Hometown fighter Takalak wins the vacant WBC Francophone title with unanimous verdict over Spanish-based Armenian Mkrtchyan. This was a sparkling contest between two well-matched boxers. Both were quick and accurate with their punches with hardly a clinch and with almost all of the action in ring centre. Takalak made the better start using a stiff jab and neat combinations. He was able to keep Mkrtchyan on the back foot for most of the early rounds but the Armenian got into the fight over the middle rounds standing his ground more and scoring with combinations of his own. There was never much between them but Takalak was just the busier and had a winning lead by the end of the tenth. Mkrtchyan tried hard to turn things his way and in the twelfth a left hook sent Takalak staggering into the ropes. He came forward trying to get inside and hold but Mkrtchyan threw him to the canvas. That gave Takalak some breathing space as the referee gave Mkrtchyan a warning and the French fighter stayed out of trouble to the bell. Scores 116-111, 116-112 and 117-111 all for 25-year-old Takalak a former undefeated French feather champion. For Mkrtchyan, 23, this was his fight over twelve rounds and his first fight outside Spain and he competed with credit and showed good skills.
Jacob vs. Mokamba
Poor performance by Jacob as he only manages to scrape through for a draw against Mokamba. The 24-year-old from the Calais boxing dynasty should have been able to handle the strong but less skilful Mokamba. Scores 58-57 for Jacob, 57-56 for Mokamba and 56-56. Jacob, 24, will have to do better than this if he is to progress and even his EU 23 rating looks inflated now. Mokamba, 35, is now 0-11-3 in his last 14 fights.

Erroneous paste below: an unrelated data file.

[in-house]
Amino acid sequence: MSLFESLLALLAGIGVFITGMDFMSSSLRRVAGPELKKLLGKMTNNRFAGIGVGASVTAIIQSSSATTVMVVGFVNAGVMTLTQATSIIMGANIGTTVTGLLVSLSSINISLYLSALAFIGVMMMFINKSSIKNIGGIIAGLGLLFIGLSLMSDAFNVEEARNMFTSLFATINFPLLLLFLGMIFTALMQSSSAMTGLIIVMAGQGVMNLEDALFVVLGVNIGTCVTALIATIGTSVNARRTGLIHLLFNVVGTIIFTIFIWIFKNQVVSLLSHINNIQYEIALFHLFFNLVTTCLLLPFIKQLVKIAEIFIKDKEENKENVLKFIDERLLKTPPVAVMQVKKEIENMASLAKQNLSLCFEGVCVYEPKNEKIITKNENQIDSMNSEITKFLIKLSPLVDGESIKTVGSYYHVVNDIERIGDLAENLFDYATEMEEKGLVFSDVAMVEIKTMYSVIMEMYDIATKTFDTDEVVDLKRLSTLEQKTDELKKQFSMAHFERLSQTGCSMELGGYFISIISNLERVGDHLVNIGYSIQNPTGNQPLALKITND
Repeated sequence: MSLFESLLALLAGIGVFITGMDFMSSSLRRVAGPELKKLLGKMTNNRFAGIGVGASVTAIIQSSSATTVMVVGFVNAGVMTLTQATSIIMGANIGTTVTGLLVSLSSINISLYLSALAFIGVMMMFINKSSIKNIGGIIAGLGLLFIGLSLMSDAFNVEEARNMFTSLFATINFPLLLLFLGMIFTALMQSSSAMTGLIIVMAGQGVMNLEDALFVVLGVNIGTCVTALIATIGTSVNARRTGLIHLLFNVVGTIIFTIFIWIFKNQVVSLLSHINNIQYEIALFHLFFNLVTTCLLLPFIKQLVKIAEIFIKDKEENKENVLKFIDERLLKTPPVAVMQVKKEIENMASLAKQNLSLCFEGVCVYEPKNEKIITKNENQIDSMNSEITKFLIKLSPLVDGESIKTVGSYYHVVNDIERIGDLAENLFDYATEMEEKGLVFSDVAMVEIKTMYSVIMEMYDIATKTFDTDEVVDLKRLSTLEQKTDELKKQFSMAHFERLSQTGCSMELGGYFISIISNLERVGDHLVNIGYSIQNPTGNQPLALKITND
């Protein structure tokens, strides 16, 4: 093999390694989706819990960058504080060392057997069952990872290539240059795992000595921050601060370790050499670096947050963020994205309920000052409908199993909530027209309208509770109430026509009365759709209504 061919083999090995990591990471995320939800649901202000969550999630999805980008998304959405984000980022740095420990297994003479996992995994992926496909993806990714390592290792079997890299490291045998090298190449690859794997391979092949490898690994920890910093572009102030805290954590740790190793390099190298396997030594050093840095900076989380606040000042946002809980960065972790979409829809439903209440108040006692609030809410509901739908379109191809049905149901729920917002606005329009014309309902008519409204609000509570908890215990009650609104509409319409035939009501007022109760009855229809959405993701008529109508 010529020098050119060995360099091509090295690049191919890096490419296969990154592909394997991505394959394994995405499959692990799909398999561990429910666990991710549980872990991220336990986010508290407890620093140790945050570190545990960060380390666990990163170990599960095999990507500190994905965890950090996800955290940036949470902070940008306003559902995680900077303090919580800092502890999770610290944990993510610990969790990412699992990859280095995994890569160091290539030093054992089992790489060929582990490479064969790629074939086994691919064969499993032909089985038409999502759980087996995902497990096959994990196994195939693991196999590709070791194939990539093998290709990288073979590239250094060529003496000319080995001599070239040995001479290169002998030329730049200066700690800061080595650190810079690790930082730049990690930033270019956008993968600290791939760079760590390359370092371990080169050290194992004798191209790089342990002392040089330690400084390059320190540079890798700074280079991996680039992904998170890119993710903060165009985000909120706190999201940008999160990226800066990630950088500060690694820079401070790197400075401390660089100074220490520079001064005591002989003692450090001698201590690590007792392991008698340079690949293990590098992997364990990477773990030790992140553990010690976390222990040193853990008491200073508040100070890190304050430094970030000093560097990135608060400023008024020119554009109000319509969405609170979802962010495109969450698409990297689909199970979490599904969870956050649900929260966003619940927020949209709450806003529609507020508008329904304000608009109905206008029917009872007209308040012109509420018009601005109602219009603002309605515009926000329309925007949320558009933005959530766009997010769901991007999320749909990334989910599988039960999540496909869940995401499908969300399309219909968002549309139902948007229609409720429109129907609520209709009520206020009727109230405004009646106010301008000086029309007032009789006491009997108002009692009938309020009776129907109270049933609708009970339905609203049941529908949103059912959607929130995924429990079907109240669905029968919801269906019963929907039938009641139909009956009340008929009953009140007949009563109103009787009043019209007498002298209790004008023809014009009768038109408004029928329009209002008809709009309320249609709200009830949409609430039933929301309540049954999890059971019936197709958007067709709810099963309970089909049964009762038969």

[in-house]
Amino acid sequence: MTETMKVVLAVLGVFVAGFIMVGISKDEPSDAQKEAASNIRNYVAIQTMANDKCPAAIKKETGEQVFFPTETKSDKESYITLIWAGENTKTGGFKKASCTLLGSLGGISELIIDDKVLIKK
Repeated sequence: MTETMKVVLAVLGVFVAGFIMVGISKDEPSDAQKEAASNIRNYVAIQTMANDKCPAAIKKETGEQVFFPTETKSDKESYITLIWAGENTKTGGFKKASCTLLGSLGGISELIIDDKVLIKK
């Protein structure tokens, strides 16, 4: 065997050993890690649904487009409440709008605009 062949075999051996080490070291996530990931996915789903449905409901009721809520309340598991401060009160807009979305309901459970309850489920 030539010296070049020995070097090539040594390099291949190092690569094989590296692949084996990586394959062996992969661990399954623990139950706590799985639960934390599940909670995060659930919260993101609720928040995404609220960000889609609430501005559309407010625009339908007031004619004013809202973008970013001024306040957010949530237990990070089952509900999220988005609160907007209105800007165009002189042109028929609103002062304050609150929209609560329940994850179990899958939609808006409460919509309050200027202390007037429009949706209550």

Lamiri vs. Messaoudene
Just a keep busy fight for Lamiri as he stops Messaoudene in four rounds. The 26-year-old from nearby Villeurbanne gets his third win since losing on a technical decision to Lee Haskins for the vacant EBU title last February. He is No 5 with the EBU and will be hoping to get a shot at the winner of the Ryan Farrag vs. Karim Guerfi title fight. Former French super bantam challenger Messaoudene is 1-8 in his last 9 fights. He lost on points to Lamiri when they fought in 2010.

Jakarta, Indonesia: Light: Daud Yordan (35-3,1ND) W TEC DEC 9 Yoshitaka Kato (29-7-1).  Indonesian Yordan retains his WBO Asian Pacific title with technical decision over Kato. Over the first three rounds Yordan looked the stronger and outworked Kato. He scored well inside with left hooks and mixed his attacks to head and body. Kato had a good fourth as he managed to push Yordan back and attack the body but the Indonesian was back in charge in the fifth out jabbing Kato and banging left hooks to the body with Kato mostly on the back foot and with his jab ineffective. Yordan also took the sixth. Kato could not get past the jab and Yordan was getting through with hooks and uppercuts although Kato rallied a bit at the end of the round. They brawled and mauled their way through the seventh with Yordan doing a neat step back and landing a succession of hooks and he cemented his hold on the round with a left/right through Kato’s defence at the bell. In the eighth the action stopped briefly after Yordan slipped badly on the ring centre advertisement and again the local boxer had the edge. In the ninth with Yordan on the ropes Kato moved to get inside and there was a clash of heads. Yordan was showing a trickle of blood from over his left eye. The doctor examined Yordan and cleaned off the blood but there was no sign of a bad cut and after that initial swabbing no further blood showed but the fight was over and it went to the cards. Scores 88-83, 88-84 and 87-84 all to Yordan.  The three losses for the 24-year-old “Cino” have been against Celestino Caballero in a non-title fight, Chris John for the WBA feather title, in the first and so far only world title fight between two Indonesian fighters, and to Simpiwe Vetyeka in 2013 which cost Yordan his IBO feather title. This is his fifth win since then. He is rated WBO 6/WBC 10. Kato, 31, a former OPBF and Japanese champion, had scored good wins over Tsukasa Saito and WBC Interim title challenger Nihito Arakawa but dropped a close unanimous verdict to Ric Sismundo in his last fight in October.